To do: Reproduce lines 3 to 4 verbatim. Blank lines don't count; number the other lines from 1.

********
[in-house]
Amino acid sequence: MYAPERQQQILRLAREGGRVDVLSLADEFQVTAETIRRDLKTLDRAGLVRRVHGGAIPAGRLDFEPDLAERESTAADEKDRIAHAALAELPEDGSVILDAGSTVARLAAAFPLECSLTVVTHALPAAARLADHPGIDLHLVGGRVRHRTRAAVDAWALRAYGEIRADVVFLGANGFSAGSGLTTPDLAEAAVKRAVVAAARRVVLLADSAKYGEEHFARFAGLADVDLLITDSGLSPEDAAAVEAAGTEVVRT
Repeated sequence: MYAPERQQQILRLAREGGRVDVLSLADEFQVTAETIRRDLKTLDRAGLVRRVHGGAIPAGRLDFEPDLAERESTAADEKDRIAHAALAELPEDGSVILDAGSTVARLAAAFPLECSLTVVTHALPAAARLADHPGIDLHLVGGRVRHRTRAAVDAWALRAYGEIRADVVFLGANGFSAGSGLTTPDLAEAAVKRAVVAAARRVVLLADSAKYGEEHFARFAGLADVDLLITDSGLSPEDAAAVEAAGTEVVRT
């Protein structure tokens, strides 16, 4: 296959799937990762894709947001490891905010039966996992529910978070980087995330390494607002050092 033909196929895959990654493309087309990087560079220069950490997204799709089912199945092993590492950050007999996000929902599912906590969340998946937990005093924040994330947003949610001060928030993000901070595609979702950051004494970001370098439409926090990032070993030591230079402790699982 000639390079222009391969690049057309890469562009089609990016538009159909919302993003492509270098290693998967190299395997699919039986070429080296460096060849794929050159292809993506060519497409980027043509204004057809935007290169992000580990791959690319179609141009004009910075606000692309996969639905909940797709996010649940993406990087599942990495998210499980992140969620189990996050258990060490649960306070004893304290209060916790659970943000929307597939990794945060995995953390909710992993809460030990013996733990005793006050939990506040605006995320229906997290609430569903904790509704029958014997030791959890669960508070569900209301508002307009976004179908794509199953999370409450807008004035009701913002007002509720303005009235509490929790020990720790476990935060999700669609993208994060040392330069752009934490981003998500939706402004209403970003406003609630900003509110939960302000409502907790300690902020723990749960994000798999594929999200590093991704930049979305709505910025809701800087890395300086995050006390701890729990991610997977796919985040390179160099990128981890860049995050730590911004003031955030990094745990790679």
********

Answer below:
Repeated sequence: MYAPERQQQILRLAREGGRVDVLSLADEFQVTAETIRRDLKTLDRAGLVRRVHGGAIPAGRLDFEPDLAERESTAADEKDRIAHAALAELPEDGSVILDAGSTVARLAAAFPLECSLTVVTHALPAAARLADHPGIDLHLVGGRVRHRTRAAVDAWALRAYGEIRADVVFLGANGFSAGSGLTTPDLAEAAVKRAVVAAARRVVLLADSAKYGEEHFARFAGLADVDLLITDSGLSPEDAAAVEAAGTEVVRT
């Protein structure tokens, strides 16, 4: 296959799937990762894709947001490891905010039966996992529910978070980087995330390494607002050092 033909196929895959990654493309087309990087560079220069950490997204799709089912199945092993590492950050007999996000929902599912906590969340998946937990005093924040994330947003949610001060928030993000901070595609979702950051004494970001370098439409926090990032070993030591230079402790699982 000639390079222009391969690049057309890469562009089609990016538009159909919302993003492509270098290693998967190299395997699919039986070429080296460096060849794929050159292809993506060519497409980027043509204004057809935007290169992000580990791959690319179609141009004009910075606000692309996969639905909940797709996010649940993406990087599942990495998210499980992140969620189990996050258990060490649960306070004893304290209060916790659970943000929307597939990794945060995995953390909710992993809460030990013996733990005793006050939990506040605006995320229906997290609430569903904790509704029958014997030791959890669960508070569900209301508002307009976004179908794509199953999370409450807008004035009701913002007002509720303005009235509490929790020990720790476990935060999700669609993208994060040392330069752009934490981003998500939706402004209403970003406003609630900003509110939960302000409502907790300690902020723990749960994000798999594929999200590093991704930049979305709505910025809701800087890395300086995050006390701890729990991610997977796919985040390179160099990128981890860049995050730590911004003031955030990094745990790679």